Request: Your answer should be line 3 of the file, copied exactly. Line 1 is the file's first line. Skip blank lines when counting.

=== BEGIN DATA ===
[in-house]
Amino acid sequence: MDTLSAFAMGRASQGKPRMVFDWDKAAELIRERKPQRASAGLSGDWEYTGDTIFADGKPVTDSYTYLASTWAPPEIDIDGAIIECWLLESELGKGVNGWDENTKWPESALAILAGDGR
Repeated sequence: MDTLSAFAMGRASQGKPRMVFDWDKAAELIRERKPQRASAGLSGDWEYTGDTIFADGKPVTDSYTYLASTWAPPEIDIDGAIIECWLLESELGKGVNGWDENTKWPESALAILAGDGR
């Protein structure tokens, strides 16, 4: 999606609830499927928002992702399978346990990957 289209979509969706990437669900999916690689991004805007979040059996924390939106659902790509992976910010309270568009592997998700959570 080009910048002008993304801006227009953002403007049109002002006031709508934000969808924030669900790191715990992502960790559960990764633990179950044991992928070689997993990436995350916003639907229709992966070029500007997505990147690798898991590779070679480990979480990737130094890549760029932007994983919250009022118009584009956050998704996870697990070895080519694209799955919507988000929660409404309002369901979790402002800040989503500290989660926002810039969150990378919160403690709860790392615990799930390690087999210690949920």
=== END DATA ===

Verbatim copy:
Repeated sequence: MDTLSAFAMGRASQGKPRMVFDWDKAAELIRERKPQRASAGLSGDWEYTGDTIFADGKPVTDSYTYLASTWAPPEIDIDGAIIECWLLESELGKGVNGWDENTKWPESALAILAGDGR